BOARD OF EQUALIZATION OF OKLAHOMA CO. v. FIRST STATE BANK OF OKLAHOMA CITY

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BOARD OF EQUALIZATION OF OKLAHOMA CO. v. FIRST STATE BANK OF OKLAHOMA CITY
1920 OK 104
188 P. 115
77 Okla. 291
Case Number: 10512
Decided: 03/09/1920
Supreme Court of Oklahoma

BOARD OF EQUALIZATION OF OKLAHOMA CO.
v.
FIRST STATE BANK OF OKLAHOMA CITY.

Syllabus

¶0 1. Statutes--Construction--Amendments.
The statute, as amended, must be construed so as to give full force and effect, if possible, to the entire section, rendering every word, phrase, and clause operative.
2. Same--Subsequent Enactments as Aid to Construction.
Subsequent legislative enactments may be considered as an aid to the interpretation of prior legislation upon the same subject.
3. Taxation -- Property Subject -- Banks -- Value of Shares of Stock--Deduction for Investment in State Bonds and Warrants.
Under the provision of section 7318, Rev. Laws 1910, as amended by chapter 107, sec. 4, Sess. Laws 1915, banks should be assessed and taxed on the value of their shares of stock. A tax on the shares of stock is not a tax on the property of the corporation, and, therefore, shareholders are not entitled to have a deduction from the value of the shares of the amount of capital stock of the company which is invested in public building bonds and guaranty fund warrants.
4. Appeal and Error--Findings--Reasoning of Trial Court--Conclusiveness.
This court is not bound by the trial court's opinion as to the effect of the facts found or its reasoning in reaching its conclusions of law, but will affirm irrespective of erroneous reasoning, where the correct result is reached.

Error from District Court, Oklahoma County; Geo. W. Clark, Judge.

Appeal by the board of equalization of Oklahoma county from a judgment in favor of the First State Bank of Oklahoma City correcting assessment of taxes for the year 1918 against the First State Bank. Affirmed.

S. P. Freeling, Atty. Gen., Wm. H. Zwick, Asst. Atty. Gen., and Robert Burns, County Atty. of Oklahoma County, for plaintiff in error.
Asp, Snyder, Owen & Lybrand, for defendant in error.

OWEN, C. J.

¶1 The First State Bank of Oklahoma City filed its assessment list for the purpose of taxation for the year 1918, showing a capital, surplus, and undivided profits of $ 67,100. It appears that $ 20,000 of the capital was invested in public building bonds and guaranty fund warrants and a deduction of $ 20,000 was allowed under the judgment of the district court.

¶2 To reverse the judgment it is urged that the assessment should have been on the value of the shares of stock, not on the capital, and no deduction allowed for the amount of the capital invested in the public building bonds and the guaranty fund warrants.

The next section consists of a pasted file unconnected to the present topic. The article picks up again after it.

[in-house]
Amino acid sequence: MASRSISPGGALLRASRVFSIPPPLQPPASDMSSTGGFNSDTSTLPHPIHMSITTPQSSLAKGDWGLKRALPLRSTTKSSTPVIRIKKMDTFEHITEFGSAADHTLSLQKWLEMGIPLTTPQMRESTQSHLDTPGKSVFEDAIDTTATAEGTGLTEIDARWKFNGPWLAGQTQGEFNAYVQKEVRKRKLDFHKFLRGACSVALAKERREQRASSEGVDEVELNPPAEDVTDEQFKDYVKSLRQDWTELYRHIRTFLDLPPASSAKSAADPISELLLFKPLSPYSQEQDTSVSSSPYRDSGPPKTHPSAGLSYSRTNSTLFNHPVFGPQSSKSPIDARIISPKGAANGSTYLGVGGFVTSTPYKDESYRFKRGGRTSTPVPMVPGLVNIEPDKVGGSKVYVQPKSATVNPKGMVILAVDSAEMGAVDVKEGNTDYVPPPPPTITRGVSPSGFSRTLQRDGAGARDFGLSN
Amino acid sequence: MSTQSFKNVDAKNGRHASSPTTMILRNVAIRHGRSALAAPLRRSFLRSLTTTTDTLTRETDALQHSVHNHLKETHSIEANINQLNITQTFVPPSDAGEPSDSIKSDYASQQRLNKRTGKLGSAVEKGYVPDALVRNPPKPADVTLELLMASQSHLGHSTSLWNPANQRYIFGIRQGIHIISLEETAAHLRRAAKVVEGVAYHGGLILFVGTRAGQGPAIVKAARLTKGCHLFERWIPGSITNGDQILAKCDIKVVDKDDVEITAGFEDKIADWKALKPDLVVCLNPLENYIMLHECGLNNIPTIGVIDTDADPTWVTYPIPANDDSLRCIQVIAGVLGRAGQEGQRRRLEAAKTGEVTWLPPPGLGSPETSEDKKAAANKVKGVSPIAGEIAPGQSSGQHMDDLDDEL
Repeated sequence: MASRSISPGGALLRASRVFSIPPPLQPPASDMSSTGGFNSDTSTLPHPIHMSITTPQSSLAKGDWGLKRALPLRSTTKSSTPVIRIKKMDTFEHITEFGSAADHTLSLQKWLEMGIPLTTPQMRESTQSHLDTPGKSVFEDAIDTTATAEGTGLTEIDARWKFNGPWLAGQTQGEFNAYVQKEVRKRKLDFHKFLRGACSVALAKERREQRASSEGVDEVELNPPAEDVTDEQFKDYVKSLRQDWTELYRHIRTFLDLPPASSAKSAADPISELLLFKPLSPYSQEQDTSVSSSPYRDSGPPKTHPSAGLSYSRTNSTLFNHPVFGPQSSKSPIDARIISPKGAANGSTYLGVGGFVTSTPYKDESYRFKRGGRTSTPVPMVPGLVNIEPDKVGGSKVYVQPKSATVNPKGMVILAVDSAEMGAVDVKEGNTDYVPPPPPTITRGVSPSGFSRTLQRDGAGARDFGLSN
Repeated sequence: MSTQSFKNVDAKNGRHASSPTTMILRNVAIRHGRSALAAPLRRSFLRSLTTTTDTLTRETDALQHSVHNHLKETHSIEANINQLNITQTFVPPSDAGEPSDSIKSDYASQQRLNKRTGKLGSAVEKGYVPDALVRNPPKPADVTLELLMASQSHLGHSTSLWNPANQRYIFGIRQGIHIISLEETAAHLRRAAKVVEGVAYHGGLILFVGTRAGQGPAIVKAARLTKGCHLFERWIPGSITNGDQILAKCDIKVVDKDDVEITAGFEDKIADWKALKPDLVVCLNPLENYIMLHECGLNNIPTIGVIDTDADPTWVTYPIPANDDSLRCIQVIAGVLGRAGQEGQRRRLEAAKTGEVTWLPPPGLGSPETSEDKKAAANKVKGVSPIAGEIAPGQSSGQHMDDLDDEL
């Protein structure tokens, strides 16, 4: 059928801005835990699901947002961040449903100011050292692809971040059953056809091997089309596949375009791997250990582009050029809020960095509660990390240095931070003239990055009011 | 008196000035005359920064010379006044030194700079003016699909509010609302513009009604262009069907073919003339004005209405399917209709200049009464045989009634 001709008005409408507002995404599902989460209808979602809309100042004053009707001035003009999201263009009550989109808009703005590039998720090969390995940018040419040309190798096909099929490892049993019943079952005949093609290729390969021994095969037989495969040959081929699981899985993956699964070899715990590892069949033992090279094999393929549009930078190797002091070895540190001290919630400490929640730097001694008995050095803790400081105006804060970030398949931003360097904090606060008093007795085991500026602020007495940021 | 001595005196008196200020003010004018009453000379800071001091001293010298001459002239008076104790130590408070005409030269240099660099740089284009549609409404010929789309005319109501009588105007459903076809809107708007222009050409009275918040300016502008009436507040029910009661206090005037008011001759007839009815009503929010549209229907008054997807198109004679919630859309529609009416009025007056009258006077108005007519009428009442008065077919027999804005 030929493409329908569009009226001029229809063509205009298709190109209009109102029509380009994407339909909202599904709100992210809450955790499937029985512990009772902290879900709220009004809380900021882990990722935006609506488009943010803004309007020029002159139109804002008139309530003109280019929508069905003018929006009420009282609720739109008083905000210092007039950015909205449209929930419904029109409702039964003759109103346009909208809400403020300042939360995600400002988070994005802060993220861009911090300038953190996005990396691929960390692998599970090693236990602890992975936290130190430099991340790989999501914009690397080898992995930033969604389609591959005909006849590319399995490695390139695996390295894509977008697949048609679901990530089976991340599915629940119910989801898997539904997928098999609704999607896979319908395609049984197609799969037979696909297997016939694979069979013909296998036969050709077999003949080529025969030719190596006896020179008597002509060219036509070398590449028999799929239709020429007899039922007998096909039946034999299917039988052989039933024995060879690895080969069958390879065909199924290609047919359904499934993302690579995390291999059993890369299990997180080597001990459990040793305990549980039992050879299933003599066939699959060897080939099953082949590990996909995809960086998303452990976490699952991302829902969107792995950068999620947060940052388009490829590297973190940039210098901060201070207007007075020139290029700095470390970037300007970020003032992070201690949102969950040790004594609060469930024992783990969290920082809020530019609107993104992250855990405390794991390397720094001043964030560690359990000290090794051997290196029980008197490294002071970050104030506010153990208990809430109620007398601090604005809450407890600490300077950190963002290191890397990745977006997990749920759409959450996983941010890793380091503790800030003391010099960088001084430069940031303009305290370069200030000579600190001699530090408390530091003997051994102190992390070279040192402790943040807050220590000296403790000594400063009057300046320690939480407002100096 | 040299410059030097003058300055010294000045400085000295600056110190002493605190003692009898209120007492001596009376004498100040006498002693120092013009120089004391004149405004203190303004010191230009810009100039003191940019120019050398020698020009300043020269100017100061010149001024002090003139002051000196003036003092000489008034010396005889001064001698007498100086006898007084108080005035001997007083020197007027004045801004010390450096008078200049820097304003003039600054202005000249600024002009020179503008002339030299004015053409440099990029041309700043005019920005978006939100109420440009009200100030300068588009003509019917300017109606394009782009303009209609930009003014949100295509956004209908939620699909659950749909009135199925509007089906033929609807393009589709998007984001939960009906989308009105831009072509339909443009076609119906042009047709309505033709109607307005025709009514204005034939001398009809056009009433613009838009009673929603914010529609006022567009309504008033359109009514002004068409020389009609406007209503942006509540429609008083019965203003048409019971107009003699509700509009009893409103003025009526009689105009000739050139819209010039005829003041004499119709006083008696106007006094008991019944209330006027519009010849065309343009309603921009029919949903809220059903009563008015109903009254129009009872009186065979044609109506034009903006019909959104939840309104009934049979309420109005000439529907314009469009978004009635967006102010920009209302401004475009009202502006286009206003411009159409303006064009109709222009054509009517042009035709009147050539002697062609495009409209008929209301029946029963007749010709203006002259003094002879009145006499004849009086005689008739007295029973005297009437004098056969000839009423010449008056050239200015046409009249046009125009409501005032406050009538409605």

¶3 Under the provisions of section 7318, Rev. Laws 1910, banks were assessed upon their capital, surplus, and undivided profits. This section was amended by chapter 107, sec. 4, Sess. Laws 1915, by providing for assessment on the value of the shares of stock. This amendment appears as a separate paragraph, added after a re-enactment of section 7318. Some confusion has arisen as to whether banks should be assessed upon the net value of their moneyed capital, as provided in the original section and re-enacted, or upon the shares of stock as provided in the amendment.

¶4 The amended statute must be construed so as to give full force and effect, if possible, to the entire section, rendering every word, phrase, and clause operative. State ex rel. Owen v. Carter, State Auditor, 77 Okla. 28, 186 P. 454; Matthews v. Rucker, 67 Okla. 218, 170 P. 492; Bohart v. Anderson, 24 Okla. 82, 103 P. 742, 20 Ann. Cas. 142; Trapp, Auditor, v. Wells Fargo Express Co, 22 Okla. 377, 97 P. 1003; Marbury v. Madison, 1 Cranch 137, 2 L. Ed. 60; Holmes v. Jennison, 14 Pet. 540, 10 L. Ed. 579.

¶5 The legislative intention to assess banks on the value of their shares of stock more clearly appears from chapter 203, Sess. Laws 1919, where section 7318, as amended by the 1915 act, was re-enacted with the express provision that banks should not be included with other corporations organized for profit, which are to be assessed on the net value of their moneyed capital, surplus, and undivided profits. Subsequent legislative enactments may be considered as an aid to the interpretation of prior legislation upon the same subject. Grayson v. Thompson, 77 Okla. 77, 186 P. 236; Board of County Com'rs of Creek County v. Alexander, 58 Okla. 128, 159 P. 311; Tiger v. Western Invest Co., 221 U.S. 286, 55 L. Ed. 738, 31 S. Ct. 578.